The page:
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sp_dbcmptlevel (Transact-SQL)

Updated: 17 July 2006

Sets certain database behaviors to be compatible with the specified version of SQL Server.

Topic link icon Transact-SQL Syntax Conventions


sp_dbcmptlevel [ [ @dbname = ] name ] 
    [ , [ @new_cmptlevel = ] version ]

[ @dbname = ] name

Is the name of the database for which the compatibility level is to be changed. Database names must conform to the rules for identifiers. name is sysname, with a default of NULL.

[ @new_cmptlevel = ] version

Is the version of SQL Server with which the database is to be made compatible. version is tinyint, with a default of NULL. The value must be one of the following:

60 = SQL Server 6.0

65 = SQL Server 6.5

70 = SQL Server 7.0

80 = SQL Server 2000

90 = SQL Server 2005

ms178653.note(en-US,SQL.90).gifNote:
The values 60 and 65 are deprecated and will be removed in a future release.

ms178653.Caution(en-US,SQL.90).gifCaution:
SQL Server Management Studio and SQL Server Management Objects (SMO) do not support compatibility level 60. If you use SMO or Management Studio with a database set to compatibility level 60, some operations will produce errors.

0 (success) or 1 (failure)

If no parameters are specified or if the name parameter is not specified, sp_dbcmptlevel returns an error.

If name is specified without version, the SQL Server 2005 Database Engine returns a message displaying the current compatibility level of the specified database.

For all installations of SQL Server 2005, the default compatibility level is 90. Databases created in SQL Server 2005 are set to this level unless the model database has a lower compatibility level. When a database is upgraded to SQL Server 2005 from any earlier version of SQL Server, the database retains its existing compatibility level. This applies to both system and user databases. Use sp_dbcmptlevel to change the compatibility level of the database to 90. To view the current compatibility level of a database, query the compatibility_level column in the sys.databases catalog view.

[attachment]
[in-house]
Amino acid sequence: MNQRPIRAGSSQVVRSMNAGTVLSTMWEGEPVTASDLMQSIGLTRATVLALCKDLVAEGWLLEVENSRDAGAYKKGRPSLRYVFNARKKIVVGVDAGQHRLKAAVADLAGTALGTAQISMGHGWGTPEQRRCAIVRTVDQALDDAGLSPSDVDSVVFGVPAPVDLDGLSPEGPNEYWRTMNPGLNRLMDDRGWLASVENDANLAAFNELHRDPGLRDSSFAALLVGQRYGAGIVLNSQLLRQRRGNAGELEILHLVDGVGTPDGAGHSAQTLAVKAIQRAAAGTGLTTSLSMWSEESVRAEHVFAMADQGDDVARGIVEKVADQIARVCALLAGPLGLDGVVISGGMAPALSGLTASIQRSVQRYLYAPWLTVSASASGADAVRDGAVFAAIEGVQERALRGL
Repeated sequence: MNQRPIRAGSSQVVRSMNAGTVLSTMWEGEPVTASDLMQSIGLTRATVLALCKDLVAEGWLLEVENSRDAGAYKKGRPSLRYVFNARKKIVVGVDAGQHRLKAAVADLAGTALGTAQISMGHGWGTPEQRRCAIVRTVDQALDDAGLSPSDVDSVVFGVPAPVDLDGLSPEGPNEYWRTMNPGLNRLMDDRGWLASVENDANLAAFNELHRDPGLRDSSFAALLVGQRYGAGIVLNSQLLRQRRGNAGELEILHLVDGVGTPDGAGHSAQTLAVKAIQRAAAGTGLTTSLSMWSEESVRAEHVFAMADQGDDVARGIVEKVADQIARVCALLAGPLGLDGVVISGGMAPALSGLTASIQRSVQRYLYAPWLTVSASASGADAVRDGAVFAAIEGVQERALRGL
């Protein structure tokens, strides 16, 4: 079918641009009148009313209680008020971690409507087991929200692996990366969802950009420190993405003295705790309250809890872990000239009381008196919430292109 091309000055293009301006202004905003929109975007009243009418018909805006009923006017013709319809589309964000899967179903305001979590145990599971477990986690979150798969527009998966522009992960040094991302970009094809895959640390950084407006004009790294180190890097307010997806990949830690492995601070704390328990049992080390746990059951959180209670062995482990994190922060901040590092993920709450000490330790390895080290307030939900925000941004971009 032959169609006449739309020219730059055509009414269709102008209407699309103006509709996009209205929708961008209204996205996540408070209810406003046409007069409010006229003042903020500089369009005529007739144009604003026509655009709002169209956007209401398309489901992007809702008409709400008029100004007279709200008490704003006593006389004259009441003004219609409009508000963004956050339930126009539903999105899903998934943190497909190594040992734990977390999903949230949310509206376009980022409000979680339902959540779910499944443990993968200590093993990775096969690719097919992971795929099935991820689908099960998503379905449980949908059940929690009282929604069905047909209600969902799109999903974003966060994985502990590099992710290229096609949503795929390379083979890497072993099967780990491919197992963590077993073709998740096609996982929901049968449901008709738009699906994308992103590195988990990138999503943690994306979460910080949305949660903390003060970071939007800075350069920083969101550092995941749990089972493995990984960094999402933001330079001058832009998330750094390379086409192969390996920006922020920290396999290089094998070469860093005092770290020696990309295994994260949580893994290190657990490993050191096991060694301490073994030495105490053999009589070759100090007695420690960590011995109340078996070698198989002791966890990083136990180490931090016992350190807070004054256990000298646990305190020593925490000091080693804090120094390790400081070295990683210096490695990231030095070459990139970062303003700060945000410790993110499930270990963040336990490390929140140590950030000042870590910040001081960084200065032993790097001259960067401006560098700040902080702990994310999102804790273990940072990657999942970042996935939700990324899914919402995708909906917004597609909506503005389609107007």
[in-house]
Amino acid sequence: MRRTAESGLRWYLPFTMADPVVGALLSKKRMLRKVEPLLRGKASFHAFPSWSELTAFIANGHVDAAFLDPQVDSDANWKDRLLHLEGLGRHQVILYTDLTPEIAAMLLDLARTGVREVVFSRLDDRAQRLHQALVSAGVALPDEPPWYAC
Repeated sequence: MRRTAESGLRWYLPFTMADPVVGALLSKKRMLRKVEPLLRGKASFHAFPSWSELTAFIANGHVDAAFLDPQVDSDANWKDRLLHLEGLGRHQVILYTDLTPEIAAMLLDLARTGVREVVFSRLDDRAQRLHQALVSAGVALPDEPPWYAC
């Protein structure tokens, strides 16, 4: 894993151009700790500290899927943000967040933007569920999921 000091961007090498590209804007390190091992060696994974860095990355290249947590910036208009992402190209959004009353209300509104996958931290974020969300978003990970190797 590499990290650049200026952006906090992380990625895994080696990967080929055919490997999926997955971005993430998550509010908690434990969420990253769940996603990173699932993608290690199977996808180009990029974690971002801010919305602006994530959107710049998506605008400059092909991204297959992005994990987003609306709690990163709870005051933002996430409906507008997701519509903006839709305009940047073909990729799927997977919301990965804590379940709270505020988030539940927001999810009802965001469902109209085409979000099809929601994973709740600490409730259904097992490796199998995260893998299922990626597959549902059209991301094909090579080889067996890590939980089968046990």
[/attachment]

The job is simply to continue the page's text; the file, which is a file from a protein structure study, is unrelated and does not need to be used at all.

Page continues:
Using sp_dbcmptlevel for Backward Compatibility

The sp_dbcmptlevel stored procedure affects behaviors only for the specified database, not for the entire server. sp_dbcmptlevel provides only partial backward compatibility with earlier versions of SQL Server. Use sp_dbcmptlevel as an interim migration aid to work around version differences in the behaviors that are controlled by the relevant compatibility level setting. If existing SQL Server applications are affected by behavioral differences in SQL Server 2005, convert the application to work properly. Then use sp_dbcmptlevel to change the compatibility level to 90. The new compatibility setting for a database takes effect when the database is next made current (whether as the default database on login or on being specified in a USE statement).

A database containing an indexed view cannot be changed to a compatibility level lower than 80.

Best Practices

Changing the compatibility level while users are connected to the database can produce incorrect result sets for active queries. For example, if the compatibility level changes while a query plan is being compiled, the compiled plan might be based on both the old and new compatibility levels, resulting in an incorrect plan and potentially inaccurate results. Furthermore, the problem may be compounded if the plan is placed in the plan cache and reused for subsequent queries. To avoid inaccurate query results, we recommend the following procedure to change the compatibility level of a database:

  1. Set the database to single user access mode by using ALTER DATABASE SET SINGLE_USER.
  2. Change the compatibility level of the database.
  3. Put the database in multiuser access mode by using ALTER DATABASE SET MULTI_USER.
  4. For more information about setting the access mode of a database, see ALTER DATABASE (Transact-SQL).

SET Options

New functionality might work under older compatibility levels, but SET options might require adjustments. For example, using the xml data type under compatibility level 80 requires appropriate ANSI SET options. Also, when the database compatibility level is set to 90, setting ANSI_WARNINGS to ON implicitly sets ARITHABORT to ON. If the database compatibility level is set to 80 or lower, the ARITHABORT option must explicitly be set to ON. For more information, see SET Options That Affect Results.

Compatibility Levels and Stored Procedures

When a stored procedure executes, it uses the current compatibility level of the database in which it is defined. When the compatibility setting of a database is changed, all of its stored procedures are automatically recompiled accordingly.